SXSW Review – Finding Love in ‘A Nice Indian Boy’

SXSW Review – Finding Love in ‘A Nice Indian Boy’
Credit: David Bukach

Who doesn’t want to find the perfect person to spend their life with and have a dream wedding? That desire can be complicated by factors like family and cultural traditions, which may not, for instance, be nearly as accepting of two men getting married as they are of a groom kissing his bride. A Nice Indian Boy offers a delightfully awkward, humorous, and uplifting take on the topic, following its Indian-American protagonist as he embarks on his first truly serious relationship that will have to be strong enough to survive his family.

Naveen (Karan Soni) is first seen at the wedding of his sister Arundhathi (Sunita Mani), where everyone keeps telling him he’s next and all he can think about is how he wants the same thing that his sister has found: a nice Indian boy. The nervous doctor is surprised to meet Jay (Jonathan Groff), a freelance photographer who was adopted by Indian parents. After they connect, things are going well until Jay realizes that Naveen is holding back from introducing him to his parents Megha (Zarna Garg) and Archit (Harish Patel), who know their son is gay but have never actually met one of his boyfriends.

A Nice Indian Boy comes from director Roshan Sethi, Soni’s real life-partner who expressed a mixture of disbelief and joy that he wasn’t yet out six years ago and now had his mother there with him at this film’s SXSW world premiere. Sethi and Soni last collaborated on the script for the pandemic-set romantic comedy 7 Days, with Sethi directing and Soni starring opposite Geraldine Viswanathan, and it’s wonderful to see them back together again, working from a screenplay by Eric Randall based on the play by Madhuri Shekar.

What may be funniest about this film is its presentation of stereotypes acted out by Naveen’s parents, punctuated by the way in which both he and Arundhathi respond to them. They almost know what to expect each time and in some cases don’t even let them say what they’re about to, bracing themselves for the worst and acting preemptively to avoid being insulted. Arundhathi is particularly furious about how apparently accepting her parents now seem about Naveen’s choice to date a white guy after pushing her so much to get married and then asking every time she comes over whether she’s pregnant yet.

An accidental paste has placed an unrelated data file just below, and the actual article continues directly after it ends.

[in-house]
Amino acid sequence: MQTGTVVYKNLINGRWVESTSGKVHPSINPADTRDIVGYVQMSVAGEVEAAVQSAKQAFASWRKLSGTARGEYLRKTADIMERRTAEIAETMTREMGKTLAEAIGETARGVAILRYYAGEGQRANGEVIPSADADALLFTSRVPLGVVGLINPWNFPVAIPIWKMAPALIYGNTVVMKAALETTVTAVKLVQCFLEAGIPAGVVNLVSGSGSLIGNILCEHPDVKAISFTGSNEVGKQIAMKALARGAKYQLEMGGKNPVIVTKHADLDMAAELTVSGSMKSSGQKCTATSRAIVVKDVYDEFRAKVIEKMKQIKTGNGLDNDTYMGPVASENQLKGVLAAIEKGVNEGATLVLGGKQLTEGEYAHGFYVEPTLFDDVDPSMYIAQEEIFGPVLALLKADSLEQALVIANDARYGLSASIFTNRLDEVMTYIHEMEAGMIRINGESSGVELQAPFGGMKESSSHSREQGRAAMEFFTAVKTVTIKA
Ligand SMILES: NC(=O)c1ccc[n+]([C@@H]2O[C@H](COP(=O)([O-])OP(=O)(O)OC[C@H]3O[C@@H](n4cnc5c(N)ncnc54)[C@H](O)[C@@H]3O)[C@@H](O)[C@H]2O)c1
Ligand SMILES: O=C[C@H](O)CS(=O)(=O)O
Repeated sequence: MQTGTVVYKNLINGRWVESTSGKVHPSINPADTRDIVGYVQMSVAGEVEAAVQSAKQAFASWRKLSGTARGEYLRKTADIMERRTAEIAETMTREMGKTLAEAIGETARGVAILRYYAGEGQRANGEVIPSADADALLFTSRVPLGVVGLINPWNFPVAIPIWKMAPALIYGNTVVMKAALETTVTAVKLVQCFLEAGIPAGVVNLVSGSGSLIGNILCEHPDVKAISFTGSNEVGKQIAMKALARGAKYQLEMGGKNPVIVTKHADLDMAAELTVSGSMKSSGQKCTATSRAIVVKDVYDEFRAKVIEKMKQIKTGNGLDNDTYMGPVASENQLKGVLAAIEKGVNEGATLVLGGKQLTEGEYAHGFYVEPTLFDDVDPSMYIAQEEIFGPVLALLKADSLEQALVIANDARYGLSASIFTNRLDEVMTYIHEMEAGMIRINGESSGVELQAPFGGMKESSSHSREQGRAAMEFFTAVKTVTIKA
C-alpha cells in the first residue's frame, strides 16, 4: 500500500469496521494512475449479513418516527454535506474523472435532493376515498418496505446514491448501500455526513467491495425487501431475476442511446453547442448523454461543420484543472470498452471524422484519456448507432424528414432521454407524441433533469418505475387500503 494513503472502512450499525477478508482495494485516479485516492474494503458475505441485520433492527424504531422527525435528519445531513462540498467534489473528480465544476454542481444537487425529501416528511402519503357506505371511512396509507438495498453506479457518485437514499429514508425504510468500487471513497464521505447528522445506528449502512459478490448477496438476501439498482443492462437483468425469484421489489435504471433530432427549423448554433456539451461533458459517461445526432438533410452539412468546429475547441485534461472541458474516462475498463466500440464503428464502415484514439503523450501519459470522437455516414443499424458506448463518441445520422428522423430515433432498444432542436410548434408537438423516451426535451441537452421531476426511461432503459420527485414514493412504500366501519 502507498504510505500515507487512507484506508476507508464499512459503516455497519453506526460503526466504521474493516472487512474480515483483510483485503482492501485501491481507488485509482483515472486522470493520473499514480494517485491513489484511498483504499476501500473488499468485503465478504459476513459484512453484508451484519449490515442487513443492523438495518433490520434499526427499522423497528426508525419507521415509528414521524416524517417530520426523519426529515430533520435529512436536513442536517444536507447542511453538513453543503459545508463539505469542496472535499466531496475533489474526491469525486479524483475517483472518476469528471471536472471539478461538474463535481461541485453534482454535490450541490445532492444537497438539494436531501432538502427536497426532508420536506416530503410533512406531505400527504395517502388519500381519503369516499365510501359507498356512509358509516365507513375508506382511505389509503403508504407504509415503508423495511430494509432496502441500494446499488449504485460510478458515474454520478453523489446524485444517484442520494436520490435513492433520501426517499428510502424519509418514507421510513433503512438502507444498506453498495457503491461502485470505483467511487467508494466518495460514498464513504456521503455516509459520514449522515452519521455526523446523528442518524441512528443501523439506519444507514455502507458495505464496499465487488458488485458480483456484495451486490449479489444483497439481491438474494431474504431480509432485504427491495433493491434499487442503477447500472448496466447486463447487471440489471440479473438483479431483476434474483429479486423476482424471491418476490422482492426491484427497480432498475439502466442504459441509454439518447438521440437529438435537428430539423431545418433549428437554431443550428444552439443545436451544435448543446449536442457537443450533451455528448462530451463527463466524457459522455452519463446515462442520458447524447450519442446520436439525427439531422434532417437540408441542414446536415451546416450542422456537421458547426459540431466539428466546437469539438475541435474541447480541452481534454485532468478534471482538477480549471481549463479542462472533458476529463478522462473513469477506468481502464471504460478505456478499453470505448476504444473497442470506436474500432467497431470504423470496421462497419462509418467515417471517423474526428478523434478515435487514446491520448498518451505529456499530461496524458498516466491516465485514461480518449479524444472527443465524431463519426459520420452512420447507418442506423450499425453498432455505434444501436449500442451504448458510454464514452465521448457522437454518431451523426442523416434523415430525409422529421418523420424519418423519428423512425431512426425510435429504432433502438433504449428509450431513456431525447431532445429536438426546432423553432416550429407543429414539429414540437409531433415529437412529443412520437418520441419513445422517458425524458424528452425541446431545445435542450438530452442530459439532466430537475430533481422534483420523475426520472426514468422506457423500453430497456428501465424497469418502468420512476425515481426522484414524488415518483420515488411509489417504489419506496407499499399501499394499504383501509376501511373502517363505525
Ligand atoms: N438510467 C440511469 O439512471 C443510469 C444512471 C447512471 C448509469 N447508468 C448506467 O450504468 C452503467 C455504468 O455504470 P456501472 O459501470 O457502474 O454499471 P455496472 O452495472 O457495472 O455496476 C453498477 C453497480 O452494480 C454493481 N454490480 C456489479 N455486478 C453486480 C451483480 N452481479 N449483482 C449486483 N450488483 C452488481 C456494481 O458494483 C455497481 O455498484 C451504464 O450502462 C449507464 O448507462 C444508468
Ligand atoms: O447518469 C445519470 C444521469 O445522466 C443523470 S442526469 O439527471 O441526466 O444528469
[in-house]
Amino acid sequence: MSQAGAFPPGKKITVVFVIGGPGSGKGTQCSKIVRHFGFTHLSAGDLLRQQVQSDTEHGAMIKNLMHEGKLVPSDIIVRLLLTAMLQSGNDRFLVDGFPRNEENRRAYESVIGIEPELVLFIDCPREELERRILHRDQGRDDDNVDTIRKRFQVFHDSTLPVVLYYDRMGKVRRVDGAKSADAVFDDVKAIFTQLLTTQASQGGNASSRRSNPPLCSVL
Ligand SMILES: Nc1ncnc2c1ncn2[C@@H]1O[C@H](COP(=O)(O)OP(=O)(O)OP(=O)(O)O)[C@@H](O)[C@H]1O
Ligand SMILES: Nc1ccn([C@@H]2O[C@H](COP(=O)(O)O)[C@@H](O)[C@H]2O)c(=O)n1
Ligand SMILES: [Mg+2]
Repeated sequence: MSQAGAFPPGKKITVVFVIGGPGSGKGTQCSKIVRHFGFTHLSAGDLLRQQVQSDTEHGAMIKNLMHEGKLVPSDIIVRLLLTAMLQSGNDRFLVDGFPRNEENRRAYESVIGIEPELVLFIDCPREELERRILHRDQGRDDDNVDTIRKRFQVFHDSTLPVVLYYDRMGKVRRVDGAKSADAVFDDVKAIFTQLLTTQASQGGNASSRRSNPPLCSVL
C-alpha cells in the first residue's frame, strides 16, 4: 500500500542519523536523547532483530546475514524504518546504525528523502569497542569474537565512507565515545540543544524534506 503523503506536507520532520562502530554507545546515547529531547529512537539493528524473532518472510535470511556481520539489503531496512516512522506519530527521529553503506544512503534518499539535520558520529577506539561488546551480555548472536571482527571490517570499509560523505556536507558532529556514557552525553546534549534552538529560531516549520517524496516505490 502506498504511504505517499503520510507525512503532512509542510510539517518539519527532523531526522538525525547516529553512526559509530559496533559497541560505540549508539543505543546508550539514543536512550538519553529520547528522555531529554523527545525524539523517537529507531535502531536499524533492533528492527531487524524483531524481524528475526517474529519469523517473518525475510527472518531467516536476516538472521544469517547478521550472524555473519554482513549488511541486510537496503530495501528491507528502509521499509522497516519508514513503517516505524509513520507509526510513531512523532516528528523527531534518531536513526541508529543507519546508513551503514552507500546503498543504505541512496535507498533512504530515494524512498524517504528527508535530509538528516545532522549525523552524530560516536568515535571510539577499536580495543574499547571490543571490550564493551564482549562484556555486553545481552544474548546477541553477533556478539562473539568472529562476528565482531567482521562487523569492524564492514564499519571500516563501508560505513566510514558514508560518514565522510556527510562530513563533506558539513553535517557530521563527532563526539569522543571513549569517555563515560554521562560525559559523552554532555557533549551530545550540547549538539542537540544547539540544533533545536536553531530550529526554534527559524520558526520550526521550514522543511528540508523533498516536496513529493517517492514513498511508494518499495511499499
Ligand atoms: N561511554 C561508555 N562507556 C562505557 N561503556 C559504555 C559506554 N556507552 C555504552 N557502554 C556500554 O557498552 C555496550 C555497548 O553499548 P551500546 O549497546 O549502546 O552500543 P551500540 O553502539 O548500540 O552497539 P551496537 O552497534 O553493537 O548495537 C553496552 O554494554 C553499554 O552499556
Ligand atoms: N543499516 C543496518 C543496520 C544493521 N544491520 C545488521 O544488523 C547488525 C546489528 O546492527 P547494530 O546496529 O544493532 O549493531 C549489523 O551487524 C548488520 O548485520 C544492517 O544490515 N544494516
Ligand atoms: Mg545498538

It’s endearing in this comedy to see the attempts that Megha and Archit make to try to understand their son, which probably aren’t as effective as actually being curious about his day-to-day life would be. Megha describing the plot of Milk over the phone to Naveen is one such instance, as is their regular viewing of OUTtv to see just what it is that might interest their son. While surely exaggerated, this type of behavior does seem quite realistic, well-intentioned but just slightly missing the mark.

Soni is a talented actor who excels at showing his physical discomfort with situations, and that serves him well in this role, especially opposite Groff, who during their first date begins singing a song from a famous Indian movie on the street. Soni and Groff have great chemistry, though Jay feels like the least developed character in the film, which may be fitting given that it’s not really about him. Mani and Patel are great as always, and it’s particularly impressive to see renowned comedian Garg make an excellent acting debut. This film is highly enjoyable, capturing the specifics of one culture in a way that will please those who know it well and remind anyone else of their own heritage and traditions. 

Grade: B+

Check out more of Abe Friedtanzer’s articles.

A Nice Indian Boy makes its world premiere in the Narrative Spotlight section at the 2024 SXSW Film and TV Festival.

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